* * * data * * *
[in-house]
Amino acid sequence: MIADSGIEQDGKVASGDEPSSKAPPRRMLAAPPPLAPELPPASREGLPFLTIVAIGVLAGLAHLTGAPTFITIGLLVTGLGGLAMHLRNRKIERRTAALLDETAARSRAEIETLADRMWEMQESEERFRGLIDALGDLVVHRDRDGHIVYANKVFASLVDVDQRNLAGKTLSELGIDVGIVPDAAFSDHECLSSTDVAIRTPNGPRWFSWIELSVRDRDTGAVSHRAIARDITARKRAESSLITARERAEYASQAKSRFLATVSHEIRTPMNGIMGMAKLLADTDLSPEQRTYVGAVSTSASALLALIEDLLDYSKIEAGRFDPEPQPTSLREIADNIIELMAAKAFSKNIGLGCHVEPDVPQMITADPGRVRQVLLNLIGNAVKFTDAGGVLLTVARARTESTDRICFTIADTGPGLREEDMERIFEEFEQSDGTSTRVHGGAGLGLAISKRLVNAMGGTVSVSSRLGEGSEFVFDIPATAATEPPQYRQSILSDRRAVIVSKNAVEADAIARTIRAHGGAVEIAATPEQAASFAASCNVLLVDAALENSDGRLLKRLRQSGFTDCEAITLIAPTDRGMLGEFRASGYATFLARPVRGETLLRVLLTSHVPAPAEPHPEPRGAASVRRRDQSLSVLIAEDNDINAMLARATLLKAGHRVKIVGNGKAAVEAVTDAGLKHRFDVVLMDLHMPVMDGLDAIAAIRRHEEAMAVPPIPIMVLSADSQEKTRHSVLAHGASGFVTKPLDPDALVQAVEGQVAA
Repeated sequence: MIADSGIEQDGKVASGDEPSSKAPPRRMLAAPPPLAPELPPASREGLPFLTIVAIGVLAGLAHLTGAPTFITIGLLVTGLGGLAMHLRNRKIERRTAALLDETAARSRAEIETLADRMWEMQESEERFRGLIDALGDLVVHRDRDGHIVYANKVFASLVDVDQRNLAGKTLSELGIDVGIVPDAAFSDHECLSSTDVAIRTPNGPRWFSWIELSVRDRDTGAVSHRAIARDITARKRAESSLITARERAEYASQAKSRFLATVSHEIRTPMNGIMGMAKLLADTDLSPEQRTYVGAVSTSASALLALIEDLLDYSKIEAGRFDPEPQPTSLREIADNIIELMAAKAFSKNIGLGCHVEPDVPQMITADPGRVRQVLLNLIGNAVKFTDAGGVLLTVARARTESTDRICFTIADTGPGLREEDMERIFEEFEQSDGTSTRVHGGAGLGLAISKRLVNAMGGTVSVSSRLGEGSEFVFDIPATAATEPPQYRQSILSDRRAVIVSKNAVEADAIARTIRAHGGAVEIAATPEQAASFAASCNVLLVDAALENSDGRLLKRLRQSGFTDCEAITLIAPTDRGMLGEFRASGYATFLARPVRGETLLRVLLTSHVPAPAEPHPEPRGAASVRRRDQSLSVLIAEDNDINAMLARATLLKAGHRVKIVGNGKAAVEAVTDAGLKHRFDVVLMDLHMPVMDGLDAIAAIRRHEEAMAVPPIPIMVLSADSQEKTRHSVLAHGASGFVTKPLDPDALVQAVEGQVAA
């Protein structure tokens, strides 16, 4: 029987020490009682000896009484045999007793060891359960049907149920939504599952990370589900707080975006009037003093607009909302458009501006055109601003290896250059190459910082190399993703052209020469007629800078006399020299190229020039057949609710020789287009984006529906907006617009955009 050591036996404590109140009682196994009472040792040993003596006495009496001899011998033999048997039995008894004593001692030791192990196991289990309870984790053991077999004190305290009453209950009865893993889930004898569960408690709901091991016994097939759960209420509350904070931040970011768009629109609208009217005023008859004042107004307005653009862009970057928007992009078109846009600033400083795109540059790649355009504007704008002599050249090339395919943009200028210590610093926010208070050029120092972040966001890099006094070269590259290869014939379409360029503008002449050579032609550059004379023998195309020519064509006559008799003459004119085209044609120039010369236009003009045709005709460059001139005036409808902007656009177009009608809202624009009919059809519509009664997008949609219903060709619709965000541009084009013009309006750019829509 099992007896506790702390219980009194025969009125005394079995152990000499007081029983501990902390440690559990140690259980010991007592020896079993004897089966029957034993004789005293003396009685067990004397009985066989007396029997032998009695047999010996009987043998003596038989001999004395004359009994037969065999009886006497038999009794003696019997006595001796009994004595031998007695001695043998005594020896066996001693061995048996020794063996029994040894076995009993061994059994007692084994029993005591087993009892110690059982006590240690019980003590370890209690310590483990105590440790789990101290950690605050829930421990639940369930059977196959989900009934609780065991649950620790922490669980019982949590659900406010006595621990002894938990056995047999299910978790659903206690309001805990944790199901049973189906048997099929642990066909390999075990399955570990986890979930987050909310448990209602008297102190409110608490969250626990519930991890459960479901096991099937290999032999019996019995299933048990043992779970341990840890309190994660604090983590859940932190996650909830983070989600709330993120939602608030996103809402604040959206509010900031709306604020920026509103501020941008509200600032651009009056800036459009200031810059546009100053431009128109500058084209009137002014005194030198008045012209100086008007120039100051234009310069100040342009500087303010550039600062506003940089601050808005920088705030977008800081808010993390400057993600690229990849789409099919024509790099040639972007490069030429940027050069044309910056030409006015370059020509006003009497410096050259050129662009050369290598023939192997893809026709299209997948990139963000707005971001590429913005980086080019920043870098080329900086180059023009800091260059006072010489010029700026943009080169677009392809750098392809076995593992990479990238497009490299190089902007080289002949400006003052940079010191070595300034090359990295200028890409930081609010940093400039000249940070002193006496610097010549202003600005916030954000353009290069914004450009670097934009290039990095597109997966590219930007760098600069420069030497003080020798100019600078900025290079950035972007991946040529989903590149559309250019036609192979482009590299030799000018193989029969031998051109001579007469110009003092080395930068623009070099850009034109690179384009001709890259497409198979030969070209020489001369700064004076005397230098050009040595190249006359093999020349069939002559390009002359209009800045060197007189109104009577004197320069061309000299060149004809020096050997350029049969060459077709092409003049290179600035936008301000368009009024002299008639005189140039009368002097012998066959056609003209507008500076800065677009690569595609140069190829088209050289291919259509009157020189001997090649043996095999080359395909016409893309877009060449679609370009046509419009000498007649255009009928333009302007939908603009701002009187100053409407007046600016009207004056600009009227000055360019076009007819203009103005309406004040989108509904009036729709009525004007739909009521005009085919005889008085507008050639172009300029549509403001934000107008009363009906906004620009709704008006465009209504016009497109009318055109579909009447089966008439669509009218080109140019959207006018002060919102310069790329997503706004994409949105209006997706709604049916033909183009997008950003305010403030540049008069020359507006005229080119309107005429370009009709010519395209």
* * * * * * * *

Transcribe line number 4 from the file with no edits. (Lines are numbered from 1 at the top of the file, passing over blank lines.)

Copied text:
């Protein structure tokens, strides 16, 4: 029987020490009682000896009484045999007793060891359960049907149920939504599952990370589900707080975006009037003093607009909302458009501006055109601003290896250059190459910082190399993703052209020469007629800078006399020299190229020039057949609710020789287009984006529906907006617009955009 050591036996404590109140009682196994009472040792040993003596006495009496001899011998033999048997039995008894004593001692030791192990196991289990309870984790053991077999004190305290009453209950009865893993889930004898569960408690709901091991016994097939759960209420509350904070931040970011768009629109609208009217005023008859004042107004307005653009862009970057928007992009078109846009600033400083795109540059790649355009504007704008002599050249090339395919943009200028210590610093926010208070050029120092972040966001890099006094070269590259290869014939379409360029503008002449050579032609550059004379023998195309020519064509006559008799003459004119085209044609120039010369236009003009045709005709460059001139005036409808902007656009177009009608809202624009009919059809519509009664997008949609219903060709619709965000541009084009013009309006750019829509 099992007896506790702390219980009194025969009125005394079995152990000499007081029983501990902390440690559990140690259980010991007592020896079993004897089966029957034993004789005293003396009685067990004397009985066989007396029997032998009695047999010996009987043998003596038989001999004395004359009994037969065999009886006497038999009794003696019997006595001796009994004595031998007695001695043998005594020896066996001693061995048996020794063996029994040894076995009993061994059994007692084994029993005591087993009892110690059982006590240690019980003590370890209690310590483990105590440790789990101290950690605050829930421990639940369930059977196959989900009934609780065991649950620790922490669980019982949590659900406010006595621990002894938990056995047999299910978790659903206690309001805990944790199901049973189906048997099929642990066909390999075990399955570990986890979930987050909310448990209602008297102190409110608490969250626990519930991890459960479901096991099937290999032999019996019995299933048990043992779970341990840890309190994660604090983590859940932190996650909830983070989600709330993120939602608030996103809402604040959206509010900031709306604020920026509103501020941008509200600032651009009056800036459009200031810059546009100053431009128109500058084209009137002014005194030198008045012209100086008007120039100051234009310069100040342009500087303010550039600062506003940089601050808005920088705030977008800081808010993390400057993600690229990849789409099919024509790099040639972007490069030429940027050069044309910056030409006015370059020509006003009497410096050259050129662009050369290598023939192997893809026709299209997948990139963000707005971001590429913005980086080019920043870098080329900086180059023009800091260059006072010489010029700026943009080169677009392809750098392809076995593992990479990238497009490299190089902007080289002949400006003052940079010191070595300034090359990295200028890409930081609010940093400039000249940070002193006496610097010549202003600005916030954000353009290069914004450009670097934009290039990095597109997966590219930007760098600069420069030497003080020798100019600078900025290079950035972007991946040529989903590149559309250019036609192979482009590299030799000018193989029969031998051109001579007469110009003092080395930068623009070099850009034109690179384009001709890259497409198979030969070209020489001369700064004076005397230098050009040595190249006359093999020349069939002559390009002359209009800045060197007189109104009577004197320069061309000299060149004809020096050997350029049969060459077709092409003049290179600035936008301000368009009024002299008639005189140039009368002097012998066959056609003209507008500076800065677009690569595609140069190829088209050289291919259509009157020189001997090649043996095999080359395909016409893309877009060449679609370009046509419009000498007649255009009928333009302007939908603009701002009187100053409407007046600016009207004056600009009227000055360019076009007819203009103005309406004040989108509904009036729709009525004007739909009521005009085919005889008085507008050639172009300029549509403001934000107008009363009906906004620009709704008006465009209504016009497109009318055109579909009447089966008439669509009218080109140019959207006018002060919102310069790329997503706004994409949105209006997706709604049916033909183009997008950003305010403030540049008069020359507006005229080119309107005429370009009709010519395209």